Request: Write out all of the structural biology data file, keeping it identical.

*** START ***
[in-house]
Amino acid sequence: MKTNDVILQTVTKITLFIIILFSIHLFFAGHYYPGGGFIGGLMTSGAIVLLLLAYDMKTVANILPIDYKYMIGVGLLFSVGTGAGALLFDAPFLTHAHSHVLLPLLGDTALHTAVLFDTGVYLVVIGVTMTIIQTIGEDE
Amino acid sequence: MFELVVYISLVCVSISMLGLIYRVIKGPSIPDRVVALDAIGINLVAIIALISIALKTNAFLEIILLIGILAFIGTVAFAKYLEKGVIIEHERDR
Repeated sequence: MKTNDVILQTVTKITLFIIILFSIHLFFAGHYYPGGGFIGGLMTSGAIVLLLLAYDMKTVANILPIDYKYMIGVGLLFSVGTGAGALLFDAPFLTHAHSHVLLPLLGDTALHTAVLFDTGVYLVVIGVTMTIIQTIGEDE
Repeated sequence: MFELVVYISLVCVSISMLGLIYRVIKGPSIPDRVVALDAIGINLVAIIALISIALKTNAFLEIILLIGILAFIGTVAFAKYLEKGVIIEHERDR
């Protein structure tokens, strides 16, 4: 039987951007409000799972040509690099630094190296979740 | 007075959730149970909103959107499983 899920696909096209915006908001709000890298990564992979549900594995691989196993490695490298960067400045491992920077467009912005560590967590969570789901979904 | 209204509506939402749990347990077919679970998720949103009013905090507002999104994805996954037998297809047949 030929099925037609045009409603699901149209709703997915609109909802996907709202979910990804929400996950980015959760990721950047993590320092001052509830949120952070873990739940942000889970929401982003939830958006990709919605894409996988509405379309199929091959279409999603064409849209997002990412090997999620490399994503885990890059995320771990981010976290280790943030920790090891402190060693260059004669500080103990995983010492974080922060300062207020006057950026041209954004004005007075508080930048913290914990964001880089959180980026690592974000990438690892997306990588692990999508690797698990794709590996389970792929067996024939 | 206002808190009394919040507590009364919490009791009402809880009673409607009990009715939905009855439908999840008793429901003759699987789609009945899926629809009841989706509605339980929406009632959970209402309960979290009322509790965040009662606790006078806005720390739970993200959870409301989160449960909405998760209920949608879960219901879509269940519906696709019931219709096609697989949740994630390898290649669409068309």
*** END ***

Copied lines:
[in-house]
Amino acid sequence: MKTNDVILQTVTKITLFIIILFSIHLFFAGHYYPGGGFIGGLMTSGAIVLLLLAYDMKTVANILPIDYKYMIGVGLLFSVGTGAGALLFDAPFLTHAHSHVLLPLLGDTALHTAVLFDTGVYLVVIGVTMTIIQTIGEDE
Amino acid sequence: MFELVVYISLVCVSISMLGLIYRVIKGPSIPDRVVALDAIGINLVAIIALISIALKTNAFLEIILLIGILAFIGTVAFAKYLEKGVIIEHERDR
Repeated sequence: MKTNDVILQTVTKITLFIIILFSIHLFFAGHYYPGGGFIGGLMTSGAIVLLLLAYDMKTVANILPIDYKYMIGVGLLFSVGTGAGALLFDAPFLTHAHSHVLLPLLGDTALHTAVLFDTGVYLVVIGVTMTIIQTIGEDE
Repeated sequence: MFELVVYISLVCVSISMLGLIYRVIKGPSIPDRVVALDAIGINLVAIIALISIALKTNAFLEIILLIGILAFIGTVAFAKYLEKGVIIEHERDR
């Protein structure tokens, strides 16, 4: 039987951007409000799972040509690099630094190296979740 | 007075959730149970909103959107499983 899920696909096209915006908001709000890298990564992979549900594995691989196993490695490298960067400045491992920077467009912005560590967590969570789901979904 | 209204509506939402749990347990077919679970998720949103009013905090507002999104994805996954037998297809047949 030929099925037609045009409603699901149209709703997915609109909802996907709202979910990804929400996950980015959760990721950047993590320092001052509830949120952070873990739940942000889970929401982003939830958006990709919605894409996988509405379309199929091959279409999603064409849209997002990412090997999620490399994503885990890059995320771990981010976290280790943030920790090891402190060693260059004669500080103990995983010492974080922060300062207020006057950026041209954004004005007075508080930048913290914990964001880089959180980026690592974000990438690892997306990588692990999508690797698990794709590996389970792929067996024939 | 206002808190009394919040507590009364919490009791009402809880009673409607009990009715939905009855439908999840008793429901003759699987789609009945899926629809009841989706509605339980929406009632959970209402309960979290009322509790965040009662606790006078806005720390739970993200959870409301989160449960909405998760209920949608879960219901879509269940519906696709019931219709096609697989949740994630390898290649669409068309």